No industry can compete with wealth management and fintech in regard to accountability. Every step one takes in the field is highly regulated and is subject to legal prosecution, in spite of the fact that one may have no knowledge of it.

Sometimes, when we have a conversation with early-stage startups or companies that have never outsourced development, it turns out that their executives know little about how processes should be organized to comply with the law. When conversations come to this point, they provide us access to sensitive areas that, by law, shouldn’t be exposed to us. Of course, they experienced no negative consequences because we knew about what we could and could not do in this regard. Additionally, because we reacted immediately and explained every aspect of data protection law to them, we ensured the security of the system was maintained.

In this post, we’ll try to outline the basics that every wealthtech executive should be aware of. We will describe the main regulations and bodies to deal with to start a new business, what activities one should do repeatedly to stay compliant, and what types of responsibility breakdown exist for cloud adopters.

What Is Necessary To Start A Robo-advisor?

The journey of a wealthtech startup begins with the U.S. Securities and Exchange Commission (SEC) and Financial Industry Regulatory Authority (FINRA). These organizations aim to protect investors from fraud and misbehavior, so they check all the aspects of a new startup before it starts serving clients. Therefore, the first step to registering a robo-advisor is the submission of Form ADV to the SEC. This form includes a summary of material changes within the firm. It can be supplemented with a brochure describing who will actually serve the investment advisor. For example, on-premises products should also be used in compliance with rule SEC 17a-4, so there are particular laws to comply with based on the system specifics.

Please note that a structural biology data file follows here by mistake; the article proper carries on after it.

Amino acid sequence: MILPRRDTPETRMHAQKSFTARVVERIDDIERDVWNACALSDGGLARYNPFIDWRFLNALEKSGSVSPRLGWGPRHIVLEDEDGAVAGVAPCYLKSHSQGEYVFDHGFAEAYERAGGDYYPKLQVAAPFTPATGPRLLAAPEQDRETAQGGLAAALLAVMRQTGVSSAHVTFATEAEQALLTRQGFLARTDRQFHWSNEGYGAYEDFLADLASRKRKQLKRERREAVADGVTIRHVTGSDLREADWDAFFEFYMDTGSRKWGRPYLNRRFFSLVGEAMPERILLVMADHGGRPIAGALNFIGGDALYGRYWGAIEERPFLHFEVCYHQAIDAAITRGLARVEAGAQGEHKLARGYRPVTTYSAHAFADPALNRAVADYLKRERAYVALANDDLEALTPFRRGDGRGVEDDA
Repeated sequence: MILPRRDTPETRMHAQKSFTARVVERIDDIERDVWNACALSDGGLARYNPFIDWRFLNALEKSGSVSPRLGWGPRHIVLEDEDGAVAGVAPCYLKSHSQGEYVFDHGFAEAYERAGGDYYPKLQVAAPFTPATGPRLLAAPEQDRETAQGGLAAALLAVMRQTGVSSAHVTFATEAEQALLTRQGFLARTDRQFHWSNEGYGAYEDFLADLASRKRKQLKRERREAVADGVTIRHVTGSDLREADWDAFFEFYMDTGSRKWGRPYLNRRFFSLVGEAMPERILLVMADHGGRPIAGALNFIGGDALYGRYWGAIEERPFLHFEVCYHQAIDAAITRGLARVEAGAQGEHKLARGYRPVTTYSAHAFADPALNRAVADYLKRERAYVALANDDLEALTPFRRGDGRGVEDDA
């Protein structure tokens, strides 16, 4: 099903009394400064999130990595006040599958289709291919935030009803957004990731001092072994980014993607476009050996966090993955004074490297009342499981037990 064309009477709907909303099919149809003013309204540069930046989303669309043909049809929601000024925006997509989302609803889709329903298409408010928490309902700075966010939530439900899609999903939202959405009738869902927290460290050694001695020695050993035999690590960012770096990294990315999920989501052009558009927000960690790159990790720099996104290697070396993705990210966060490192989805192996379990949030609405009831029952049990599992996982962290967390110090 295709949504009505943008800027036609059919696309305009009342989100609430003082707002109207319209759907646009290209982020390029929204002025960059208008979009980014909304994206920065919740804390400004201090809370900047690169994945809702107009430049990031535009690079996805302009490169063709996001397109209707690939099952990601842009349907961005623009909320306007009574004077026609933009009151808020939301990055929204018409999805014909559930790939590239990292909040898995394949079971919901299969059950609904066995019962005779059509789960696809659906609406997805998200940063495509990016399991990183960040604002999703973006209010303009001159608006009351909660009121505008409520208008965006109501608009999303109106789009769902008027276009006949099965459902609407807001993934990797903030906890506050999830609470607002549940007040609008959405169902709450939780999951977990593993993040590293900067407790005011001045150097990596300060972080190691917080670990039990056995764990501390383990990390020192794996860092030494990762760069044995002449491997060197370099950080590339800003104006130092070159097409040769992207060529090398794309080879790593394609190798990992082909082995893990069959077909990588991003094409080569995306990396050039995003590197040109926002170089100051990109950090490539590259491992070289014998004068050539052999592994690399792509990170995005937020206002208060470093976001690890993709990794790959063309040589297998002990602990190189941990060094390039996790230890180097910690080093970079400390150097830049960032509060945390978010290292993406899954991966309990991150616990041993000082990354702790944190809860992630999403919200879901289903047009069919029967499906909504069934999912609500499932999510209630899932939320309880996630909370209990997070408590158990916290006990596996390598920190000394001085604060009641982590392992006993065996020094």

Every robo-advisor should be able to explain to regulators how the tool works and how it complies with regulatory requirements. This is to ensure that the outputs the system provides to its customers don’t mislead investors in their financial decisions. In this update on the FINRA’s “Report on Digital Investment Advice,” one can find the best practices of how to validate one’s platform for regulators.

FINRA is the best known nongovernmental organization that manages broker–dealer industry risks and monitors companies that provide investment advice. It encourages investors to check the filings and backgrounds of every firm or professional before starting a collaboration. Thus, it’s crucial for startups to become members of FINRA or some other self-regulatory organization before beginning operations.

Obviously, this list of submissions and partnerships isn’t complete, but at least it can give insight into how much work should be preceding the launching of the platform.

Personally Identifiable Information: What Does It Mean For WealthTechs?

Wealthtech aggregates tons of personally identifiable information (PII) data, which requires harder scrutiny on the part of controlling authorities. For example, last year’s GDPR law became one of the top policies with which startups needed to align their services. It obliged companies to provide users with access to and control over their personal data. Additionally, Regulation S-P and the Red Flags Rule regulate customer data protection and help prevent identity theft.

First « 1 2 » Next